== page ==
“This night is missing people” — Parkay Quarts, “Content Nausea”
More digital-age angst, this time from the most unlikely of sources: Parquet Courts, who (sort of) renamed themselves to release the album that shares a title with this song. The lyric is a bit on the nose at times (“My friend stays at the home in the dark/ Never walks up to the park”) but this line is a blinder, evoking empty streets in hyper-modern cities.
“My advice to young girls would be: go home after school/ Pretend to go to sleep while your parents argue in the kitchen/ Put on some makeup and dress up/ Sneak out of the window and meet your friends on the corner/ Together you’re strong” — Copeland, “Advice to Young Girls”
Inga Copeland, as quietly subversive as ever.
“Carissa was 35/ You don’t just raise two kids, and take out your trash and die” — Sun Kil Moon, “Carissa”
All of Sun Kil Moon’s Benji was deeply personal, and this song was perhaps the most personal of all: it found Mark Kozelek struggling to find meaning in the life and death of his second cousin, and resolving that, “She was only my second cousin/ But that don’t mean that I’m not here for her or that I wasn’t meant to give her life poetry/ To make sure her name is known across every sea.”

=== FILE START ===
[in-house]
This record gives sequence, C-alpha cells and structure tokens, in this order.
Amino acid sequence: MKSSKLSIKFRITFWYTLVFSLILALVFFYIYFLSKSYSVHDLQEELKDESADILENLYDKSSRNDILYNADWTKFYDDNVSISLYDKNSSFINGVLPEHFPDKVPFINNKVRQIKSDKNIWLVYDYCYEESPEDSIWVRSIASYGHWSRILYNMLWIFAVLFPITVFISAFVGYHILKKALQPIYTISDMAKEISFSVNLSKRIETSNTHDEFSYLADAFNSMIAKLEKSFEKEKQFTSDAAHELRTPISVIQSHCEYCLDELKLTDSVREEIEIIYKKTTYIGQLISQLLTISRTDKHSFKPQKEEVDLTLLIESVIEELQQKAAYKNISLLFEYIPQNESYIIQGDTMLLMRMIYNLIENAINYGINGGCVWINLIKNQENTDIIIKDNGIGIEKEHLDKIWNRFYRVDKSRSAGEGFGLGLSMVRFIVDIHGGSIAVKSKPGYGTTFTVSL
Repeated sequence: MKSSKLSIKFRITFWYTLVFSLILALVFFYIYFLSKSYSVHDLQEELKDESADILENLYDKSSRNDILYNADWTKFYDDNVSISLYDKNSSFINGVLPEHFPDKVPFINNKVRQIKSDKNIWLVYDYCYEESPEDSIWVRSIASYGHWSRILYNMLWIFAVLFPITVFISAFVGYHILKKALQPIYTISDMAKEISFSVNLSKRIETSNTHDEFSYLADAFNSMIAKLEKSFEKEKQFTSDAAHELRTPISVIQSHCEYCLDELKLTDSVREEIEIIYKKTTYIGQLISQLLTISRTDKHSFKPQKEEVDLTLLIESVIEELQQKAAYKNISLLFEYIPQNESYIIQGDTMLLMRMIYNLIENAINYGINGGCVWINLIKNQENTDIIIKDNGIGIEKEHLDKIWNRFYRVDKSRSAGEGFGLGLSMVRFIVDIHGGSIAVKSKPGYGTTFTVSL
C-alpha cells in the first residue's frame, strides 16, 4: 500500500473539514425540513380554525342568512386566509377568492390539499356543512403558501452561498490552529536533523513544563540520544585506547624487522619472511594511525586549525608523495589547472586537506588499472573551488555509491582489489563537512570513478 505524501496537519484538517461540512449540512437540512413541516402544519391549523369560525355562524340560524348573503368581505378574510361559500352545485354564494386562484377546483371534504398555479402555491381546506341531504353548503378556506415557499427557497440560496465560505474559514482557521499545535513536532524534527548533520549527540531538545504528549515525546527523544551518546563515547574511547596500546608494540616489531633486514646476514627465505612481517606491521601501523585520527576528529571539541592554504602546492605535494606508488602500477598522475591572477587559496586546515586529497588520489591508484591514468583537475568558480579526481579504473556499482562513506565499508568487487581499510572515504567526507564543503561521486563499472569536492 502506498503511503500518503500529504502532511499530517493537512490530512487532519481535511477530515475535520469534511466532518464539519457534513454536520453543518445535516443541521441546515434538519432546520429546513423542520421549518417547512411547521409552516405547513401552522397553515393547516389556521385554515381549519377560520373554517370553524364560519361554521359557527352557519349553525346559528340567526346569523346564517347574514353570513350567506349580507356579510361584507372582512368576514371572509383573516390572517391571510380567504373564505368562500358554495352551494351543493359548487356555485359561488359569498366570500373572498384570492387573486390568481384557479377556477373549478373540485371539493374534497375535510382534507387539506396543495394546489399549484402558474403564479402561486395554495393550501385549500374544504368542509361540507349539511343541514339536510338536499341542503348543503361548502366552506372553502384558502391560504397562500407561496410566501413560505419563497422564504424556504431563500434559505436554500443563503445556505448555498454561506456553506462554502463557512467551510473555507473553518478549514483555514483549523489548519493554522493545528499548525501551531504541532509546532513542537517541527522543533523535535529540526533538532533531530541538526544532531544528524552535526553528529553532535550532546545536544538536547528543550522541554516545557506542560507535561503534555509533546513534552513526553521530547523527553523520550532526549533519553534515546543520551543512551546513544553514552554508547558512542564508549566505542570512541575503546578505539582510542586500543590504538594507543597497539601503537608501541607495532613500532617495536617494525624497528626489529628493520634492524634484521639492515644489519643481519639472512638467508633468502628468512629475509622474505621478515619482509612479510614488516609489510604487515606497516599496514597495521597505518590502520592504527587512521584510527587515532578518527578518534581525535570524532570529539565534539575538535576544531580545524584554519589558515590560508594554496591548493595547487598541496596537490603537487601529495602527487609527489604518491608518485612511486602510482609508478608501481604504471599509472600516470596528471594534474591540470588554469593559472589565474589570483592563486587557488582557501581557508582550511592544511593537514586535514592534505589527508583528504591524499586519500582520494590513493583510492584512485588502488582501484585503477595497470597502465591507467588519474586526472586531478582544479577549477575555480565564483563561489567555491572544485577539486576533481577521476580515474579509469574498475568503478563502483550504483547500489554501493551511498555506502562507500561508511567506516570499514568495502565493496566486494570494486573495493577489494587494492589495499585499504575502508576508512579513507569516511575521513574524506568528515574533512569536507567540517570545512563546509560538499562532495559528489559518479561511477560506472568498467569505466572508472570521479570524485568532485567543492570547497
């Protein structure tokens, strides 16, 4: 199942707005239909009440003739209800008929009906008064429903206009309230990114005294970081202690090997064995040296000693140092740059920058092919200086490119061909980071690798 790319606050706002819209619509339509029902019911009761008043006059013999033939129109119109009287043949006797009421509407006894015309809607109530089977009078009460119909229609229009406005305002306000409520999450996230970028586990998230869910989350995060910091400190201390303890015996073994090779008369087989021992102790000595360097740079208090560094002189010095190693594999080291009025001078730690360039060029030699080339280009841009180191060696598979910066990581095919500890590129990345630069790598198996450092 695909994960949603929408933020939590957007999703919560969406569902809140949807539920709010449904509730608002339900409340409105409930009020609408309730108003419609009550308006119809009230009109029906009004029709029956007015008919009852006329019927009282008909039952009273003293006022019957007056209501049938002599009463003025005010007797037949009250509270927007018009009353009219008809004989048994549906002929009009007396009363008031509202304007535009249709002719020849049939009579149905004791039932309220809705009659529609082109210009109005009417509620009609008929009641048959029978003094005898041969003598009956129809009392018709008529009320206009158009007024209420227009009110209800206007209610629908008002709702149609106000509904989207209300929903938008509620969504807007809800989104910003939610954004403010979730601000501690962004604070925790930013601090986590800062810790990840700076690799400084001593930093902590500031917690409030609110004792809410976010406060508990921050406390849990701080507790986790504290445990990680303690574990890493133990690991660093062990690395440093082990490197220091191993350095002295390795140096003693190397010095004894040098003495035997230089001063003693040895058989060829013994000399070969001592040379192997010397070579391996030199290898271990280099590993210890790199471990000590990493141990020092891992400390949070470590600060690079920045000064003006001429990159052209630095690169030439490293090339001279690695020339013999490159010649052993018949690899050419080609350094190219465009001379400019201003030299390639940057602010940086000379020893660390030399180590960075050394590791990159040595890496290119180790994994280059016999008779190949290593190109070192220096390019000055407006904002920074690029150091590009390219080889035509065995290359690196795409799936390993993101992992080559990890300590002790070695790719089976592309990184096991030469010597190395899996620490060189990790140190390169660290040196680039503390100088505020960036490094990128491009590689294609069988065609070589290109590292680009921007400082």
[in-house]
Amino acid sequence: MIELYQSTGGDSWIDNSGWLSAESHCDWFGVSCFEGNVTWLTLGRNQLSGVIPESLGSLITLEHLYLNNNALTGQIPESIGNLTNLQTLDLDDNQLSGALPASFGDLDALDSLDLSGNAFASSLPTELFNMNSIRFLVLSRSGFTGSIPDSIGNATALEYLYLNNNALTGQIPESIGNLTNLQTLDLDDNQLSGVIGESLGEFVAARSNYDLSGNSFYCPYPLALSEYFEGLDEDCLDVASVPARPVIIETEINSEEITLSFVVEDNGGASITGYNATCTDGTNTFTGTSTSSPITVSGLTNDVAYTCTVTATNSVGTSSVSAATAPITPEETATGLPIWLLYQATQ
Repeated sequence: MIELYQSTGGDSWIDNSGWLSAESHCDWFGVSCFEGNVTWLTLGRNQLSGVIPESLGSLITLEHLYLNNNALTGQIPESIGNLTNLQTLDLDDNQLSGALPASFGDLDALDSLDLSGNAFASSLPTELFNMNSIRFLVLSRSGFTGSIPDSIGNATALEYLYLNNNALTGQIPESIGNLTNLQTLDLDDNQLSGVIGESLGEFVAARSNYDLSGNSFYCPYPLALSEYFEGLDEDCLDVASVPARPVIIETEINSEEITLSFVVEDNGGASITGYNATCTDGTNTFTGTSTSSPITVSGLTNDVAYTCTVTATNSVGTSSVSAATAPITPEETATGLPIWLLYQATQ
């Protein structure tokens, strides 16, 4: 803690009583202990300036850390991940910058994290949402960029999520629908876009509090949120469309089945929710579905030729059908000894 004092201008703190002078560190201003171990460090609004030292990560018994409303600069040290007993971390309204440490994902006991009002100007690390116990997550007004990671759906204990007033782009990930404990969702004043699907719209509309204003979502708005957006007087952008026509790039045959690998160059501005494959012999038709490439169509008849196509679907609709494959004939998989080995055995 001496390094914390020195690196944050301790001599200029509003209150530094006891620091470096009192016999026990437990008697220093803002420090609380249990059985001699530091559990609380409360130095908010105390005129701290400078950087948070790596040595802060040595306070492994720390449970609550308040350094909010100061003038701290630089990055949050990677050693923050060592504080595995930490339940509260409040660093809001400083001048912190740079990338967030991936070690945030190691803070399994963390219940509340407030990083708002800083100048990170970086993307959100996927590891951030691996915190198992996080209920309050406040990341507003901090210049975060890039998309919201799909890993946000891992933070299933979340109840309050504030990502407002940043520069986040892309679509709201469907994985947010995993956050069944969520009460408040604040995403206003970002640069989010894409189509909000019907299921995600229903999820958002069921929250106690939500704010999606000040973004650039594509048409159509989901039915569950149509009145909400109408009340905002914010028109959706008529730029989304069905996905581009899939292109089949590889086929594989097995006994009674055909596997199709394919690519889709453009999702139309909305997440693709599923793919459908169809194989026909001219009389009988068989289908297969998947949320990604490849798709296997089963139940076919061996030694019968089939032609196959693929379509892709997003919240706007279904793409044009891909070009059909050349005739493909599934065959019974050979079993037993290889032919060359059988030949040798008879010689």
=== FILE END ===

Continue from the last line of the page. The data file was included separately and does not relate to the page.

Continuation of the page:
“The nurseries and creches are heaving with lush lice/ Bubonic, blue-blankets, run ragged with church mice” — Sunn 0))) and Scott Walker, “Herod 2014”
Never change, Scott Walker.
“I was filled with poison, but blessed with beauty and rage” — Lana Del Rey, “Ultraviolence”
Lyrics have always been the weakest part of Lana’s aesthetic, and while Ultraviolence the album wasn’t exactly flawless in this respect, it was a big ol’ step forward from Born to Die — as exemplified by the title track, which was excellent.
“I wanna fall in love as fast as a body from a balcony” — Mitski, “Townie”
And the award for Tom Waits Lyric of the Year goes to… Mitski!
“You want them to notice the ragged ends of your summer dress/ You want them to see you like they see every other girl/ They just see a faggot/ They hold their breath not to catch the sick” — Against Me!, “Transgender Dysphoria Blues”
As if the words weren’t powerful enough, the disgust with which Laura Jane Grace spits out the word “faggot” makes for one of those moments that really does send shivers down your spine.
“Break my legs so I won’t walk to you/ Cut my tongue so I can’t talk to you/ Burn my skin so I can’t feel you/ Stab my eyes so I can’t see/ You like it when I let you walk over me” — Sharon Van Etten, “Your Love is Killing Me”